In her studies, Avery (2003) noted that classroom-level assessment can take relatively simple forms. This assessment process is legitimate and highly informative and implementation and data analysis are easily managed. The classroom assessment techniques (CATs) give continuous feedback and therefore it enables us to be confident students are learning. Avery (2003) further says that CATs also can be used to obtain formative or summative student learning information. Through student assessment process we are able to determine if students have obtained critical thinking skills, the behaviors and the abilities to synthesize crucial concepts and ideas.
National Assessment of Educational Progress (NAEP) student assessment process enables institutions to capture the bigger picture of student information literacy skills. Avery (2003) noted that “information literacy assessment within a classroom setting includes strategies that focus on course syllabus, products for the course and the process by which students create those products” (p. 10). The methodologies used in this assessment process include evaluation of bibliographies, reviews of assignments and underscore the research process and the use of portfolios or journals. In order to make these assessment processes to be effective the goals and objectives of the instruction must be explicit and fully understood by the students as well as the teacher (Avery, 2003).
While carrying out the assessment in Instructional Assessment Resources (IAR), the assessment tools are matched with both the definition or theory being used and the goals of the assessment (Starko, 2009). The first assumption while carrying out this assessment is that no one assessment has sufficient reliability and validity to be the sole determination of student educational opportunities. This implies that it is important to have different sources of information. Starko (2009) indicated that “other sources of student information required in the assessment process include standardized tests, performance assessments, and behavioral observation” (p. 307). In Instructional Assessment Resources (IAR) it is recommended that the multiple sources of student information are examined rather than creating an artificial, summed creativity score.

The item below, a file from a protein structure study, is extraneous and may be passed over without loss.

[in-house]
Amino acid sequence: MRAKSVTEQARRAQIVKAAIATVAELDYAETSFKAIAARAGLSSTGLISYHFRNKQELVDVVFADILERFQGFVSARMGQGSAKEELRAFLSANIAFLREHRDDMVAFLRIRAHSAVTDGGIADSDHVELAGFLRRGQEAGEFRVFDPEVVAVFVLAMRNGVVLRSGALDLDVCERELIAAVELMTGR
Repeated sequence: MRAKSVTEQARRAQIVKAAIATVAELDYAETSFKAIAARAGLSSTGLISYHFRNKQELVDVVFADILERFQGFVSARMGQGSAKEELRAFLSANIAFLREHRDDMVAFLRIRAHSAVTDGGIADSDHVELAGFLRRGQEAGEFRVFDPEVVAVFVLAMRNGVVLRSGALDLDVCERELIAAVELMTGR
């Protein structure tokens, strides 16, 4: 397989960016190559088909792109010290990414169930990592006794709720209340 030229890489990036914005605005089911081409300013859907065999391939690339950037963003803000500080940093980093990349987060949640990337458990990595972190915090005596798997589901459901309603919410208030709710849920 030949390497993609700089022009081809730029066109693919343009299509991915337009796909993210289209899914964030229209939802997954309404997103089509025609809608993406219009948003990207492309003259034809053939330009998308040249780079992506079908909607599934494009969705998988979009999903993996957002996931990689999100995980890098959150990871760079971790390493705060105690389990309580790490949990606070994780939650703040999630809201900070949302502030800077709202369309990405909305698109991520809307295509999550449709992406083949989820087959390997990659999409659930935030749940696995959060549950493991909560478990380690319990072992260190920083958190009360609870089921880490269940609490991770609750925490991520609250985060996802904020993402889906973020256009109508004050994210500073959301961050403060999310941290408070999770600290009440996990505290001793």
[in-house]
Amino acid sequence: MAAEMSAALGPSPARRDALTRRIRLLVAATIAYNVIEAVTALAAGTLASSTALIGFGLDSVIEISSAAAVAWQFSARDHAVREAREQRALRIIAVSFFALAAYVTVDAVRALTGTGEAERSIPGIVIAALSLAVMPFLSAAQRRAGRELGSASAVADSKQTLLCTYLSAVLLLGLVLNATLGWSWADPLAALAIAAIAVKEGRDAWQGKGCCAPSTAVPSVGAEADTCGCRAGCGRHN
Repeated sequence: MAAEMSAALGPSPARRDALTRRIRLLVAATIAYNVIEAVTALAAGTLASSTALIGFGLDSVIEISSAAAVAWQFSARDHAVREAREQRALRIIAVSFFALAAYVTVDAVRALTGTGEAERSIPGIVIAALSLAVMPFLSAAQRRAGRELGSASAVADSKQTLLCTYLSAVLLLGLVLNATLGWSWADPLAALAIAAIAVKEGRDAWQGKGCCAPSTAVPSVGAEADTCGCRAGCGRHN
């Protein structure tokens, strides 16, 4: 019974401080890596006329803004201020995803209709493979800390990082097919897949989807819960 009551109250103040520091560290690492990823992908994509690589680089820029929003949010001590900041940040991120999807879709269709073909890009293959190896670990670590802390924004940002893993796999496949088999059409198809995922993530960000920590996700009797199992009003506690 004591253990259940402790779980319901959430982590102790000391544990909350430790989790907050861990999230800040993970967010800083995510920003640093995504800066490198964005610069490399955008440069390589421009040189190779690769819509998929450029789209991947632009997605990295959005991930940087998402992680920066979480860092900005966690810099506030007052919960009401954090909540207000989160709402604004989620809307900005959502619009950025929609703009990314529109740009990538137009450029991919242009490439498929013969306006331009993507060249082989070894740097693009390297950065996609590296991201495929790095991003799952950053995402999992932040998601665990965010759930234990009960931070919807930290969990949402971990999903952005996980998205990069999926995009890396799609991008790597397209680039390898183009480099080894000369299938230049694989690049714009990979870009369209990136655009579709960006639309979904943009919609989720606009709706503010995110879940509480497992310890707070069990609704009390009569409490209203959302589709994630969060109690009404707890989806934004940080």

In addition, Horvat, Block & Kelly (2007) says that most assessment tools are selected based on very practical consideration such as how easy they are or how much time they require to administer. The appropriateness of assessment tools is based on the complexity and subjective nature of many of the behaviors being assessed or if there is ambiguity as to whether a student is consistently demonstrating improvement. Beatty (1994) on the other hand identified that the appropriateness of an assessment tool is dependent on the range of constructed response exercises to stimulate thinking and a wide array of stimuli. IAR assessment exercises were innovative in other respects. Beatty (1994) says that one limitation of this type of assessment is that it frequently presents pieces of information or problems to be solved in isolation. IAR encourages students to consider several different aspects of the subject and have greater opportunity to demonstrate their knowledge and understanding.
NAEP assessment tool also encourages students to consider several different aspects of the subject and have greater opportunity to demonstrate their knowledge and understanding. Beatty (1994) NAEP strategy uses two longer sets of exercises known as theme blocks. This assessment tool gives the students the opportunity to showcase their ability to work with a variety of primary and secondary sources to use several different sources at once and to synthesize a body of information. Beatty (1994) says that NAEP also uses multiple choice questions and the assessment includes both short and extended constructed response questions. The advantage of this instrument is that each constructed response question is scored according to a scoring guide or rubric that gives credit for partially correct answers.
In conclusion, students assessment process plays an important role in measuring the effectiveness of student learning and teaching process. Both Instructional Assessment Resources (IAR) and National Assessment of Educational Progress (NAEP) student assessment processes require a clear definition of goals and objectives of carrying the procedures. The process employed should be flexible, adjustable enough to take care of a variety of learning styles and language proficiencies. This enables students to reveal their knowledge and talents in numerous ways.